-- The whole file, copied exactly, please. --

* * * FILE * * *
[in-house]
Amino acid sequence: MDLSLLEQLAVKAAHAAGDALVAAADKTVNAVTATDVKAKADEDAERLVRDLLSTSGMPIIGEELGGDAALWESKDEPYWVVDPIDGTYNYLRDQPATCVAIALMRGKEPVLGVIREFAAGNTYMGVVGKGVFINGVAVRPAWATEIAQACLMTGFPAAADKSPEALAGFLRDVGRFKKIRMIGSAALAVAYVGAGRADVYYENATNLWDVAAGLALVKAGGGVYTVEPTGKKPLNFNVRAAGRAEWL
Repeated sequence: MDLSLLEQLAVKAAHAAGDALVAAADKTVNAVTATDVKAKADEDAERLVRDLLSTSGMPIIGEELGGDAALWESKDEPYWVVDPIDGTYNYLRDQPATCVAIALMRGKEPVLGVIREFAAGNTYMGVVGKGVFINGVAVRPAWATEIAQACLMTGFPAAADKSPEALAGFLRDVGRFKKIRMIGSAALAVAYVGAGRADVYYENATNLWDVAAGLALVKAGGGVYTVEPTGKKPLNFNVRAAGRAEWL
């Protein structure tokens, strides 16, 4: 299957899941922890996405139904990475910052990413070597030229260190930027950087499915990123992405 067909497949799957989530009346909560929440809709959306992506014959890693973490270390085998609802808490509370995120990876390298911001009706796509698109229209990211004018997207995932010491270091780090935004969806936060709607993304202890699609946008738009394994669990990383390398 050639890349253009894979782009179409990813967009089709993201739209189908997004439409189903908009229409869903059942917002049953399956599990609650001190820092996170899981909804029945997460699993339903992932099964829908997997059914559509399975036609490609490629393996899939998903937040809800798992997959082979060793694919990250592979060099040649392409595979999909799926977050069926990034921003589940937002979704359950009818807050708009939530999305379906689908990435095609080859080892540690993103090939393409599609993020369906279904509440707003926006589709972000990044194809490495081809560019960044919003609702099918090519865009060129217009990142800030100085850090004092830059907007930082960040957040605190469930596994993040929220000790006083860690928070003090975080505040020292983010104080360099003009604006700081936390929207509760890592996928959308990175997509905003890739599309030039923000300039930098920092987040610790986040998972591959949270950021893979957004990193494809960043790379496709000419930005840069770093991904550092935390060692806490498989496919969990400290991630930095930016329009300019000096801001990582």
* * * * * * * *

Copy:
[in-house]
Amino acid sequence: MDLSLLEQLAVKAAHAAGDALVAAADKTVNAVTATDVKAKADEDAERLVRDLLSTSGMPIIGEELGGDAALWESKDEPYWVVDPIDGTYNYLRDQPATCVAIALMRGKEPVLGVIREFAAGNTYMGVVGKGVFINGVAVRPAWATEIAQACLMTGFPAAADKSPEALAGFLRDVGRFKKIRMIGSAALAVAYVGAGRADVYYENATNLWDVAAGLALVKAGGGVYTVEPTGKKPLNFNVRAAGRAEWL
Repeated sequence: MDLSLLEQLAVKAAHAAGDALVAAADKTVNAVTATDVKAKADEDAERLVRDLLSTSGMPIIGEELGGDAALWESKDEPYWVVDPIDGTYNYLRDQPATCVAIALMRGKEPVLGVIREFAAGNTYMGVVGKGVFINGVAVRPAWATEIAQACLMTGFPAAADKSPEALAGFLRDVGRFKKIRMIGSAALAVAYVGAGRADVYYENATNLWDVAAGLALVKAGGGVYTVEPTGKKPLNFNVRAAGRAEWL
């Protein structure tokens, strides 16, 4: 299957899941922890996405139904990475910052990413070597030229260190930027950087499915990123992405 067909497949799957989530009346909560929440809709959306992506014959890693973490270390085998609802808490509370995120990876390298911001009706796509698109229209990211004018997207995932010491270091780090935004969806936060709607993304202890699609946008738009394994669990990383390398 050639890349253009894979782009179409990813967009089709993201739209189908997004439409189903908009229409869903059942917002049953399956599990609650001190820092996170899981909804029945997460699993339903992932099964829908997997059914559509399975036609490609490629393996899939998903937040809800798992997959082979060793694919990250592979060099040649392409595979999909799926977050069926990034921003589940937002979704359950009818807050708009939530999305379906689908990435095609080859080892540690993103090939393409599609993020369906279904509440707003926006589709972000990044194809490495081809560019960044919003609702099918090519865009060129217009990142800030100085850090004092830059907007930082960040957040605190469930596994993040929220000790006083860690928070003090975080505040020292983010104080360099003009604006700081936390929207509760890592996928959308990175997509905003890739599309030039923000300039930098920092987040610790986040998972591959949270950021893979957004990193494809960043790379496709000419930005840069770093991904550092935390060692806490498989496919969990400290991630930095930016329009300019000096801001990582």